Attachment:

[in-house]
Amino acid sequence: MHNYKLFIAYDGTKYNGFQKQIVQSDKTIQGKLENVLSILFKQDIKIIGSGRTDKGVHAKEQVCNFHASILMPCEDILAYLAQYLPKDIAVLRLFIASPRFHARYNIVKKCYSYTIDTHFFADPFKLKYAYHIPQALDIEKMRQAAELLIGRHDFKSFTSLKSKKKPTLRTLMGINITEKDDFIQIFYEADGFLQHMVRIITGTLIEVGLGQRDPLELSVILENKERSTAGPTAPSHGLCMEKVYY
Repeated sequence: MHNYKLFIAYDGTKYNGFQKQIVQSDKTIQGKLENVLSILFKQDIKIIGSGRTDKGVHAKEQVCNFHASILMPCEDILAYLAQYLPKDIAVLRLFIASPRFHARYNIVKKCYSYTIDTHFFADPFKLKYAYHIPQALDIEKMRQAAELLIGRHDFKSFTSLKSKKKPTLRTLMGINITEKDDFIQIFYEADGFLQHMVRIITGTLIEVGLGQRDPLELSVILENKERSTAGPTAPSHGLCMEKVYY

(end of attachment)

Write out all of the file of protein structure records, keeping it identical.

[in-house]
Amino acid sequence: MHNYKLFIAYDGTKYNGFQKQIVQSDKTIQGKLENVLSILFKQDIKIIGSGRTDKGVHAKEQVCNFHASILMPCEDILAYLAQYLPKDIAVLRLFIASPRFHARYNIVKKCYSYTIDTHFFADPFKLKYAYHIPQALDIEKMRQAAELLIGRHDFKSFTSLKSKKKPTLRTLMGINITEKDDFIQIFYEADGFLQHMVRIITGTLIEVGLGQRDPLELSVILENKERSTAGPTAPSHGLCMEKVYY
Repeated sequence: MHNYKLFIAYDGTKYNGFQKQIVQSDKTIQGKLENVLSILFKQDIKIIGSGRTDKGVHAKEQVCNFHASILMPCEDILAYLAQYLPKDIAVLRLFIASPRFHARYNIVKKCYSYTIDTHFFADPFKLKYAYHIPQALDIEKMRQAAELLIGRHDFKSFTSLKSKKKPTLRTLMGINITEKDDFIQIFYEADGFLQHMVRIITGTLIEVGLGQRDPLELSVILENKERSTAGPTAPSHGLCMEKVYY